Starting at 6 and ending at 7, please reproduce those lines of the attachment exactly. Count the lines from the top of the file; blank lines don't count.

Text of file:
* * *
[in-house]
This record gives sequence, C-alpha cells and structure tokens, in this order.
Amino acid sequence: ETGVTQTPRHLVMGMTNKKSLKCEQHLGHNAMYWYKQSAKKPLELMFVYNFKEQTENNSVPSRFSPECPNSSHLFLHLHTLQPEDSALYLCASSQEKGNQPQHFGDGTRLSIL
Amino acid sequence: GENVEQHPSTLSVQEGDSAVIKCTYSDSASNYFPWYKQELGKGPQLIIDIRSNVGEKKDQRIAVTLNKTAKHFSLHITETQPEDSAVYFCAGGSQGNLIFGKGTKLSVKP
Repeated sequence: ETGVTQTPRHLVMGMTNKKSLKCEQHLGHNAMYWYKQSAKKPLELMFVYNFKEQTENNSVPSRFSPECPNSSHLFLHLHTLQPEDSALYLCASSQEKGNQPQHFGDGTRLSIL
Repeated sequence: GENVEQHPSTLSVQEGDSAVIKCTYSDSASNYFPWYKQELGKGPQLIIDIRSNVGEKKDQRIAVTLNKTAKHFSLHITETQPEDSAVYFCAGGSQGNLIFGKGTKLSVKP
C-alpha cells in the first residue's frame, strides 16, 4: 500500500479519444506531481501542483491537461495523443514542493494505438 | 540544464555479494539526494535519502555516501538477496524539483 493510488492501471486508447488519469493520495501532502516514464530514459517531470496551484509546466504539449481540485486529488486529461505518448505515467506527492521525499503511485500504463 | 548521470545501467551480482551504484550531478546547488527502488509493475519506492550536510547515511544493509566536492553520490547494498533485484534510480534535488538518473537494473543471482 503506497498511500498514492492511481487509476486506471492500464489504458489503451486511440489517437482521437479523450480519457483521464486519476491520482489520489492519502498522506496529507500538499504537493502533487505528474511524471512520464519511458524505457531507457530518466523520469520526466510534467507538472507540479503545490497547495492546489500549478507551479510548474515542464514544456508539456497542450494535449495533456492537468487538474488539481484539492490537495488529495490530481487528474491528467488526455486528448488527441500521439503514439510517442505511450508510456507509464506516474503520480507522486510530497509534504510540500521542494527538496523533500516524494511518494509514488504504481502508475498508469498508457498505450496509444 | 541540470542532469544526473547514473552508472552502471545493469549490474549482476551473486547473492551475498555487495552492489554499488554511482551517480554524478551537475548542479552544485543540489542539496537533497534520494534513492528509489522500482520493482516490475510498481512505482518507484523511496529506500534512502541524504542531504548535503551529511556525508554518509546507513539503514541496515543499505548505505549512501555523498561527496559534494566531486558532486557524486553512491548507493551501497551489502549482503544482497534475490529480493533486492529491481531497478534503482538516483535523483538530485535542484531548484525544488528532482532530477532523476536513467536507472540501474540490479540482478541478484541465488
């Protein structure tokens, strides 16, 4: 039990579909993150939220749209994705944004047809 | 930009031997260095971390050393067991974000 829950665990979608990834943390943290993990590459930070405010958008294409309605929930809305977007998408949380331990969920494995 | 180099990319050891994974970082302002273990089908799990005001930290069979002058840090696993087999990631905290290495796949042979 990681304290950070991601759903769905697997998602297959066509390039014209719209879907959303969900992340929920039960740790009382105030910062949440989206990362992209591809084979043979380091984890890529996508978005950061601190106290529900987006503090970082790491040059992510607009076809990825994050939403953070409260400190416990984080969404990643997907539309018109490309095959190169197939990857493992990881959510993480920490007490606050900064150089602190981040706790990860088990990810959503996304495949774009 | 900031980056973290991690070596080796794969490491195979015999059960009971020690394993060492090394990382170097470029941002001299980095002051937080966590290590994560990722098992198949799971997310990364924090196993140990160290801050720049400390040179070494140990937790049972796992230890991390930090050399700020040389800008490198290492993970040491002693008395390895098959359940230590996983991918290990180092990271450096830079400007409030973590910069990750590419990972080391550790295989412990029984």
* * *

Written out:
Repeated sequence: GENVEQHPSTLSVQEGDSAVIKCTYSDSASNYFPWYKQELGKGPQLIIDIRSNVGEKKDQRIAVTLNKTAKHFSLHITETQPEDSAVYFCAGGSQGNLIFGKGTKLSVKP
C-alpha cells in the first residue's frame, strides 16, 4: 500500500479519444506531481501542483491537461495523443514542493494505438 | 540544464555479494539526494535519502555516501538477496524539483 493510488492501471486508447488519469493520495501532502516514464530514459517531470496551484509546466504539449481540485486529488486529461505518448505515467506527492521525499503511485500504463 | 548521470545501467551480482551504484550531478546547488527502488509493475519506492550536510547515511544493509566536492553520490547494498533485484534510480534535488538518473537494473543471482 503506497498511500498514492492511481487509476486506471492500464489504458489503451486511440489517437482521437479523450480519457483521464486519476491520482489520489492519502498522506496529507500538499504537493502533487505528474511524471512520464519511458524505457531507457530518466523520469520526466510534467507538472507540479503545490497547495492546489500549478507551479510548474515542464514544456508539456497542450494535449495533456492537468487538474488539481484539492490537495488529495490530481487528474491528467488526455486528448488527441500521439503514439510517442505511450508510456507509464506516474503520480507522486510530497509534504510540500521542494527538496523533500516524494511518494509514488504504481502508475498508469498508457498505450496509444 | 541540470542532469544526473547514473552508472552502471545493469549490474549482476551473486547473492551475498555487495552492489554499488554511482551517480554524478551537475548542479552544485543540489542539496537533497534520494534513492528509489522500482520493482516490475510498481512505482518507484523511496529506500534512502541524504542531504548535503551529511556525508554518509546507513539503514541496515543499505548505505549512501555523498561527496559534494566531486558532486557524486553512491548507493551501497551489502549482503544482497534475490529480493533486492529491481531497478534503482538516483535523483538530485535542484531548484525544488528532482532530477532523476536513467536507472540501474540490479540482478541478484541465488